New measures to combat the increasing problem of metal theft are being introduced in the North East
Operation Tornado, spearheaded by the Association of Chief Police Officers (ACPO), the Home Office, British Metals Recycling Association (BMRA), British Transport Police (BTP), and Northumbria, Durham and Cleveland Police, will aim to make it easier to trace sellers of stolen metal through an identification scheme.
Metal thieves have caused countless problems for thousands of people across the country and the railway has experienced significant issues for some time, but throughout 2011 criminals have been diversifying and targeting metal from other areas, including power cables, utilities pipe work, telecommunications cabling, residential properties, businesses and catalytic converters from vehicles.
All affected industries are working together to tackle the problem, which is now a significant threat to the UK infrastructure.
ACPO spokesperson Chief Inspector Robin Edwards said: "As of 3 January 2012, those selling scrap metal to participating dealers in Northumbria, Durham and Cleveland will now be required to provide proof of their identity by producing either a photo card driving license including an address, or a passport or national ID card supported with a utility bill, which must be under three months old and show their address. This will remain in place for six months initially with the option to extend the term of the trial as it progresses".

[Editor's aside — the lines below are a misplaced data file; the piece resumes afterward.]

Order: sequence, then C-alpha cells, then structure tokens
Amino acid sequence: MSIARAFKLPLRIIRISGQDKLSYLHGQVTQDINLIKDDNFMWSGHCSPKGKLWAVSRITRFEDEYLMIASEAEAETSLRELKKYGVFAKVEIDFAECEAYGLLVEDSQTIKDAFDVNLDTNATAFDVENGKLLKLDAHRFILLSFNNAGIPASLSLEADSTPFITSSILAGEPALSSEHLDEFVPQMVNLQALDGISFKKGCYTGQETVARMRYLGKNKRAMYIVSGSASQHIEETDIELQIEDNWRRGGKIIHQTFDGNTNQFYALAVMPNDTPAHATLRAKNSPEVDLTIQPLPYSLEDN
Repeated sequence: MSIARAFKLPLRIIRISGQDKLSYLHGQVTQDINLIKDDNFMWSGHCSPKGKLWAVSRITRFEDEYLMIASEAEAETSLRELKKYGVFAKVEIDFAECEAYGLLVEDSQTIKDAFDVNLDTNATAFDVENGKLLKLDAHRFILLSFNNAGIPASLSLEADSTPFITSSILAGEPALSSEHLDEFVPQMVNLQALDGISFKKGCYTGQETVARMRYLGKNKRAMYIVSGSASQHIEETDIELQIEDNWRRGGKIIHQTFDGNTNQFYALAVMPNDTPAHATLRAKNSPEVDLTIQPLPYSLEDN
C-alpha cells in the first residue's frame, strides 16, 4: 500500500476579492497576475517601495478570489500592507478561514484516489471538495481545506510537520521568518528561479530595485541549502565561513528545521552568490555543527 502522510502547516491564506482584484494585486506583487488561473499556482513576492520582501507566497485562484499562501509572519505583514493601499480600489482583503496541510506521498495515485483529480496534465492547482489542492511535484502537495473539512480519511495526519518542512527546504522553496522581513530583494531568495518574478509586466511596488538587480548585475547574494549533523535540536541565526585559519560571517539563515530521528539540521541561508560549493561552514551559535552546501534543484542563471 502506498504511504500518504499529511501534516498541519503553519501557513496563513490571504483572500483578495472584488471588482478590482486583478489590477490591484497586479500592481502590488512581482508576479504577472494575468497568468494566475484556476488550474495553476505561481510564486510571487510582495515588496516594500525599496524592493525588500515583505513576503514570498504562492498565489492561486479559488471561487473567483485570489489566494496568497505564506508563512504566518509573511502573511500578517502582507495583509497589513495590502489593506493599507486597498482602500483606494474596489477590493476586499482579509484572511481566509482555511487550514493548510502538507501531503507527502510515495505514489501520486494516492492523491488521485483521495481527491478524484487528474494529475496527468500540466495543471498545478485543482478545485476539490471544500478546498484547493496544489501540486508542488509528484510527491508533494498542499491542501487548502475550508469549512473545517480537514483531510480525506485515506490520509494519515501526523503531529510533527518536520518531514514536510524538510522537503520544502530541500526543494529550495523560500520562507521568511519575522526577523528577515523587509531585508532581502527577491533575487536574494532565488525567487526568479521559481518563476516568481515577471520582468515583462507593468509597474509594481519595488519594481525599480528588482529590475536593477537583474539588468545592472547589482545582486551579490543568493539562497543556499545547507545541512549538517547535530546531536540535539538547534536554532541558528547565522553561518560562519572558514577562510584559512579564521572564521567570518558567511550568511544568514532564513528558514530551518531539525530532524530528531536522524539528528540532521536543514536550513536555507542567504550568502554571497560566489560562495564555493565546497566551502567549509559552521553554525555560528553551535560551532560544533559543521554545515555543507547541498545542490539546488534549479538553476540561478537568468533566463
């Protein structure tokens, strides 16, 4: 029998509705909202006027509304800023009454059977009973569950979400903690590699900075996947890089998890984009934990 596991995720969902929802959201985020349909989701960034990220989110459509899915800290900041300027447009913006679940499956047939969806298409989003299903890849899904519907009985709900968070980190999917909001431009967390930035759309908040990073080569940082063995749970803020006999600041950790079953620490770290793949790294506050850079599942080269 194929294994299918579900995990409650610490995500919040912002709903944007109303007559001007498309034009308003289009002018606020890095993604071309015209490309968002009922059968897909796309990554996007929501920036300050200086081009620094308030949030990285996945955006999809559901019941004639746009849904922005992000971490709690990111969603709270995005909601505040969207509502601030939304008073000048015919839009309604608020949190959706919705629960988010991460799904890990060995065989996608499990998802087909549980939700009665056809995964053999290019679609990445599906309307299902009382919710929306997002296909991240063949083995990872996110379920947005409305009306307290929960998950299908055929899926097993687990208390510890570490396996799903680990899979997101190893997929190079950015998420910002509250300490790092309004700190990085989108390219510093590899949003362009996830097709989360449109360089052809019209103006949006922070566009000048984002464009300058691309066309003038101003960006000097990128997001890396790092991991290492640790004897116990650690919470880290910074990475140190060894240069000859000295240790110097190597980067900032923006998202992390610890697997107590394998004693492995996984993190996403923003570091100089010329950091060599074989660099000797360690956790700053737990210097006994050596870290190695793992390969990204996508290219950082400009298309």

"The trial, which has been developed in partnership with the British Metals Recycling Association, is one of a number of measures that is currently being explored to restrict the sale and movement of stolen metal. It has been designed not to inhibit those dealers that operate legitimate businesses, but to remove unscrupulous dealers who operate outside the law.
"We are hoping that all the estimated 240 registered scrap metal dealers in the region will sign up to be involved in this trial to help fight the stolen metal trade and make it more difficult for thieves to make money by targeting our communities for metal."